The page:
Military bans fitness trackers for revealing defense secrets
The Pentagon is banning Fitbits and other fitness devices that use geolocation data, according to an announcement Monday, because soldiers wearing those devices have accidentally revealed the locations of secret military bases abroad. The only Fitbits that will be allowed are those that commanders have deemed necessary and that have location services disabled.
In 2013, the Pentagon threw its full support behind Fitbits, which it believed would keep soldiers healthy. It gave out 2,500 Fitbits for free to soldiers. But the Pentagon has been reviewing its support for Fitbits and other fitness devices since January 2018, when soldiers wearing Fitbits started appearing on public maps even though their locations were supposed to be top secret.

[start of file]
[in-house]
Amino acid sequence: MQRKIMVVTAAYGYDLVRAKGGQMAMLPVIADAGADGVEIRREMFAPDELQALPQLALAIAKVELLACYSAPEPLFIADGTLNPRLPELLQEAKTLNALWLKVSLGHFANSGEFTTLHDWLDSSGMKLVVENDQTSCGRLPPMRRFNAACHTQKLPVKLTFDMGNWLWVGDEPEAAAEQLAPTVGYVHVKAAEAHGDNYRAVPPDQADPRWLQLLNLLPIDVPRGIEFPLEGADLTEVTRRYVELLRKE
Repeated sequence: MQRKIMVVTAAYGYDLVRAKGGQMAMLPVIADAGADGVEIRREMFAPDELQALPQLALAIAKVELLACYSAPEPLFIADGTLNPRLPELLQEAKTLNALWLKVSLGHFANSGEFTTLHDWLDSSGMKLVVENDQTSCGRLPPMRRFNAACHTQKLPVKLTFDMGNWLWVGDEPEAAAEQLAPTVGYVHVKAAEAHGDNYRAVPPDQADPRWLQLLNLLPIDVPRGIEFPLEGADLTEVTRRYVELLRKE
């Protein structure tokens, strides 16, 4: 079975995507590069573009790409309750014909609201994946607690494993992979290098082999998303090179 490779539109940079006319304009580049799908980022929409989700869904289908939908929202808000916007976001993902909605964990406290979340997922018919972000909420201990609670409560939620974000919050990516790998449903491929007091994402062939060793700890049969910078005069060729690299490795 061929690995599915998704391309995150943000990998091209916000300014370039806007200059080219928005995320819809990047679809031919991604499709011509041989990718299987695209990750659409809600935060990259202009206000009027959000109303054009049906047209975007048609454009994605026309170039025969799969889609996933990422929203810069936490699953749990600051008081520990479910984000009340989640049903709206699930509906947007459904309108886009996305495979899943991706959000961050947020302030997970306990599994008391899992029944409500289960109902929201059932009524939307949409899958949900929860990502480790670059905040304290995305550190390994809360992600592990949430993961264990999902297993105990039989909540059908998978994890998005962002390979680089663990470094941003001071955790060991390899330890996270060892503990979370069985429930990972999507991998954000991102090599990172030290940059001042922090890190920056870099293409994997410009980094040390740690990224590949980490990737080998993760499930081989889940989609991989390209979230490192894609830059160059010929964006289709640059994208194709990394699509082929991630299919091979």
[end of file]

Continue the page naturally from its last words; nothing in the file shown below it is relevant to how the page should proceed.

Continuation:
A particularly big issue for the military has been the Global Heat Map, which is published by GPS company Strava with the intent of highlighting the spread of joggers around the world. Strava uses data from 27 million users of devices like Fitbit and Jawbone to illuminate the most-trafficked jogging regions, but in its most recent edition of the map, it unintentionally lit up secret military bases — allowing potential combatants to figure out not only where soldiers live but where they run and congregate.